Why one expert says communism is 'anathema to religion'

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The Catholic Church's teachings on economics and government have a tendency to frustrate anyone committed to a political ideology. The Church has condemned both unrestrained capitalism, as well as communism, socialism, and totalitarianism.

But a column recently published in America Magazine, entitled "The Catholic Case for Communism", by Dean Dettloff, has resurrected questions about whether it is permissible for a Catholic to be a communist.

"Christianity and communism have obviously had a complicated relationship," Detloff wrote, arguing that even though "communist states and movements have indeed persecuted religious people at different moments in history," Christians have been "passionately represented" in communist movements.

"These Christians, like their atheist comrades, are communists not because they misunderstand the final goals of communism but [sic] because they authentically understand the communist ambition of a classless society," he wrote.

Kristina Olney, director of government relations at the Victims of Communism Memorial Foundation, said that description is an unreasonable way of presenting the situation.

"It is just simply false," she said. "The fact is, that every time what [communists] will point to is that the ideas just haven't being implemented correctly, not the fact that the results are a direct product of the ideology itself," explained Olney.

Olney believes that communism's very nature makes it impossible for a Catholic to be a communist.

"There can be no Catholic case for communism, because the dignity of the human person is at the root of the Catholics faith, and communism is an ideology that is anathema to religion," she said to CNA.

Since modern communism was first developed as a theory in the mid-19th century, popes have condemned the practice and taught the right of private ownership of property. In 1846, Blessed Pius IX wrote that "that infamous doctrine of so-called Communism which is absolutely contrary to the natural law itself" would eventually "utterly destroy the rights, property and possessions of all men, and even society itself."

His successor, Pope Leo XIII, called communism "the fatal plague which insinuates itself into the very marrow of human society only to bring about its ruin" in his encyclical Quod Apostolici muneris. Pope Pius XI wrote the encyclical Divini Redemptoris, where he also condemned communism. In 1949, Venerable Pius XII issued the Decree Against Communism, which excommunicated all Catholics who professed to be communists.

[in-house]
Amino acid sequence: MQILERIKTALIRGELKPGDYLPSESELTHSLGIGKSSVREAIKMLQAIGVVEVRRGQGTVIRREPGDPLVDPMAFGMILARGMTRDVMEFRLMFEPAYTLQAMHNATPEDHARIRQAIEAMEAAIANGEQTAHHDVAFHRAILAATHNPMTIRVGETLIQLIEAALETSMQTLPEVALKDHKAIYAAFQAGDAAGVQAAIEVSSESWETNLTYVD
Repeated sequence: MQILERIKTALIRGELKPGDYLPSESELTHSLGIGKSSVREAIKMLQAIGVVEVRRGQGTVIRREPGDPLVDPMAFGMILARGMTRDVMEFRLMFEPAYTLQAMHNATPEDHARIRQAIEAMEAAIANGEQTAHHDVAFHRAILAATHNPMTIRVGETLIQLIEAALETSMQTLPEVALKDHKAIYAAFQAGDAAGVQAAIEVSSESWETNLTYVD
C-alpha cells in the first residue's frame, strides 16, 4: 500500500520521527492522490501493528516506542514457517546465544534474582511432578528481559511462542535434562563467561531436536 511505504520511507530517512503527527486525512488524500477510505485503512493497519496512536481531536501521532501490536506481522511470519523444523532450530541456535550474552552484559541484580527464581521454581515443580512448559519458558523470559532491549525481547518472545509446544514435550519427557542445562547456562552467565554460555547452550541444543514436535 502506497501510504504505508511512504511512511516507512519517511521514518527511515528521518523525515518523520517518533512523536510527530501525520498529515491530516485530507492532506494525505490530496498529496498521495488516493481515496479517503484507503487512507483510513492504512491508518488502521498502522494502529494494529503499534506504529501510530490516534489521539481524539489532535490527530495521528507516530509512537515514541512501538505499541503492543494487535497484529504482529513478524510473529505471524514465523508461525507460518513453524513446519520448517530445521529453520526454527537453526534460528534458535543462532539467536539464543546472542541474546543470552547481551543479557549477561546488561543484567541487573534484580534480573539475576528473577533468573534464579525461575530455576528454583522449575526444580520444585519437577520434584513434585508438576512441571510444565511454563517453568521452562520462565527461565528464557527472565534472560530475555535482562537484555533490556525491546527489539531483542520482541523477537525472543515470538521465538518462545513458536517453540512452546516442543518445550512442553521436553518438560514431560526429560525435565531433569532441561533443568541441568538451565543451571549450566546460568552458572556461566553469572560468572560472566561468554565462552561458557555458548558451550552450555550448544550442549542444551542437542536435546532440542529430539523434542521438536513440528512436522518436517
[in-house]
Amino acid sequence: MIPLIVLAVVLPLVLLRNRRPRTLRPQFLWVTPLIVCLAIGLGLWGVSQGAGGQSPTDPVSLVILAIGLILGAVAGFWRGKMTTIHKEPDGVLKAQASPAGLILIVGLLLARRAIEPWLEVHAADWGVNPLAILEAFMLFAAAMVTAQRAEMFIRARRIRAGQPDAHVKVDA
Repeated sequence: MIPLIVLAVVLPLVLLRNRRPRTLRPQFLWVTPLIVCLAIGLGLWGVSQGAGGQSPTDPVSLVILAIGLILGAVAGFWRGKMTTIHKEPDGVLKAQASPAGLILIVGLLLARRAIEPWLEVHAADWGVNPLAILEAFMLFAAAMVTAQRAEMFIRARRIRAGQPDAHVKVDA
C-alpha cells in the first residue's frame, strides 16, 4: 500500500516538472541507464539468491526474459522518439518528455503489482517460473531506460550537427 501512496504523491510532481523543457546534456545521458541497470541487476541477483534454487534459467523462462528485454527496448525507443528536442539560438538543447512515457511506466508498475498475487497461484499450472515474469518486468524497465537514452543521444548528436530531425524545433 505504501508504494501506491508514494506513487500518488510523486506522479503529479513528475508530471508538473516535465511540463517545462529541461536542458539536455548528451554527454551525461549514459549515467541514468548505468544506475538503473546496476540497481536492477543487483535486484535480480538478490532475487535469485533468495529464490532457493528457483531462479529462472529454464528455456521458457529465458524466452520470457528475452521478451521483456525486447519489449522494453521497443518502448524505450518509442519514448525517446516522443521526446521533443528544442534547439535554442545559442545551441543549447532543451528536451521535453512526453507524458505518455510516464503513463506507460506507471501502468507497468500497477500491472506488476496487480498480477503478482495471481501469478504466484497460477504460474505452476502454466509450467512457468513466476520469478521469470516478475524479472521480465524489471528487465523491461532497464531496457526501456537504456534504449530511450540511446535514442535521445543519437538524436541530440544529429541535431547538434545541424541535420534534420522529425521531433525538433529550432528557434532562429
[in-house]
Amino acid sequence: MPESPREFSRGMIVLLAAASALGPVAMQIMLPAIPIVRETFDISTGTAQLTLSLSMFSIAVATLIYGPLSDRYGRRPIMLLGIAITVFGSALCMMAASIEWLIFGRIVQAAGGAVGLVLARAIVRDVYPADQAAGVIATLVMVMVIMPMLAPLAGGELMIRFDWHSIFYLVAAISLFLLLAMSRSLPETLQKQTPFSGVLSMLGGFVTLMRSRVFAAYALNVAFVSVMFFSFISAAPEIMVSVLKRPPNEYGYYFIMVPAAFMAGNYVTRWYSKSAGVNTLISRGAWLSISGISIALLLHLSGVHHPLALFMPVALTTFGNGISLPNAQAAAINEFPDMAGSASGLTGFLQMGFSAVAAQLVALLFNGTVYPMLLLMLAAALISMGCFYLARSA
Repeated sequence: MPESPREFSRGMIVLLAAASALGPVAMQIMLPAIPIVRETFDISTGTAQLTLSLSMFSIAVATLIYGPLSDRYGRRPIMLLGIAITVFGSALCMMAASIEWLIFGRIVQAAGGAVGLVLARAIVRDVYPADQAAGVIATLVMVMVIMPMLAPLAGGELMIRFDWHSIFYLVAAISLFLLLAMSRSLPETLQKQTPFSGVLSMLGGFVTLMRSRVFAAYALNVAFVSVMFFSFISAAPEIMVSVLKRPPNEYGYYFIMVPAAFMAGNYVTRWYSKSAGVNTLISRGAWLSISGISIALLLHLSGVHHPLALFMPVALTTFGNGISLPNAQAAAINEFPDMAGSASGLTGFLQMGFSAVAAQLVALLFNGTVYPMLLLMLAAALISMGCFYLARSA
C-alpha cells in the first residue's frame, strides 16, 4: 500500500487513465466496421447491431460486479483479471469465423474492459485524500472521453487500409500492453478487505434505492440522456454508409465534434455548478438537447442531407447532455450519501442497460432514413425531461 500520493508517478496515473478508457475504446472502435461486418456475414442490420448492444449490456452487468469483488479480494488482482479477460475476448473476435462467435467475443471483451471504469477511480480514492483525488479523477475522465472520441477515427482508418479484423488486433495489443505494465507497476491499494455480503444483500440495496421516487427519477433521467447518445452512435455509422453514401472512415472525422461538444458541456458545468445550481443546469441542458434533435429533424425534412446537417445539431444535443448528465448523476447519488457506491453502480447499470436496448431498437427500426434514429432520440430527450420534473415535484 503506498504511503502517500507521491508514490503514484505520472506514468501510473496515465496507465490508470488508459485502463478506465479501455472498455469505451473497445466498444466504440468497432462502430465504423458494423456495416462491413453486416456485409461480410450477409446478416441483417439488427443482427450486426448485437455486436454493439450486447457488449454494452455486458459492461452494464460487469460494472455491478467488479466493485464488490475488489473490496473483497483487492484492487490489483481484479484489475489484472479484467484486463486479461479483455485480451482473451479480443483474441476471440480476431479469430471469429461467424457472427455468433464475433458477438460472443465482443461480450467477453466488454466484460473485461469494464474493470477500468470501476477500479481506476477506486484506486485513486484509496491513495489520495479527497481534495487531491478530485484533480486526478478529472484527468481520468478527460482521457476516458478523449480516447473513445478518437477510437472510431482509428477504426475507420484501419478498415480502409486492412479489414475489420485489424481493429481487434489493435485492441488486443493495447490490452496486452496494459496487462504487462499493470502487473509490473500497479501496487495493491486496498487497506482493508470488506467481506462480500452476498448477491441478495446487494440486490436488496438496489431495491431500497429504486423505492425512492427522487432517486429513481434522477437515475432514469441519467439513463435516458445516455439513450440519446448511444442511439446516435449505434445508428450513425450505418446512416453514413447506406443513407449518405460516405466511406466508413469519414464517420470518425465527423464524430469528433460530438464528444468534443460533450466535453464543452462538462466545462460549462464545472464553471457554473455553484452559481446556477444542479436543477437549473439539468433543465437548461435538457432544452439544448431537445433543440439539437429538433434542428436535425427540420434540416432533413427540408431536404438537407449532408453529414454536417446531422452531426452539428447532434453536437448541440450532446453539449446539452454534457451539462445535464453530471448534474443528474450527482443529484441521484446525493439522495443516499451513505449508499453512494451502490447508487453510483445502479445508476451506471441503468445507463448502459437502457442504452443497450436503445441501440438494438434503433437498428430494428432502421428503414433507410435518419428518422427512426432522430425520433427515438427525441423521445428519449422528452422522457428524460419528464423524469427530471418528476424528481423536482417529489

St. John Paul II made opposition to communism a hallmark of his papacy, and his pastoral visit to his homeland of Poland is credited with jump-starting the Solidarity movement there and the eventual fall of communism in Eastern Europe.

Christians have faced persecution in several countries that transitioned to communist governments.

In 2001, St. John Paul II beatified Nicholas Charnetsky and 24 companions, Byzantine Catholics martyred by communists in Eastern Europe between 1935 and 1973.

The "Red Terror" of the Spanish Civil War saw nearly 7,000 members of the clergy and religious sisters killed for their faith. Nearly 2,000 martyrs of the Spanish Civil War have already been beatified.

Today, the situation for Catholics in communist countries is still difficult.

In China, the Communist Party is involved in the selection of bishops in the Chinese Patriotic Catholic Association, and the state exercises significant oversight of Church activities.

Olney expressed concern that the situation would continue to worsen under present leadership.

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"You have a cult of personality that is reminiscent of the Mao era that is reappearing with Xi Jinping," said Olney. The government is "forcing people to sing songs in praise of the Communist Party, and putting up communist banners in places of worship." 

In the U.S., communism and socialism have grown in popularity in recent years. A majority of young people today say they reject capitalism.

A "real sense of disenfranchisement" could be why Americans are embracing socialism and communism, explained Olney, which is a feeling that she empathizes with, but also chalks up to naivete.

"People saying that socialism can be a solution to the problems that they're facing, but, you know, the fact is, although socialism is gaining in popularity, people can't describe what it is," she said.

Olney said she hopes the Church must "speak the truth about and stand for the dignity of the human person," as these concepts are the root of the Catholic faith.

"I think that the Church needs to speak out against the regimes that are still committing gross violations of human rights and human dignity in the name of communist ideology today," she added.

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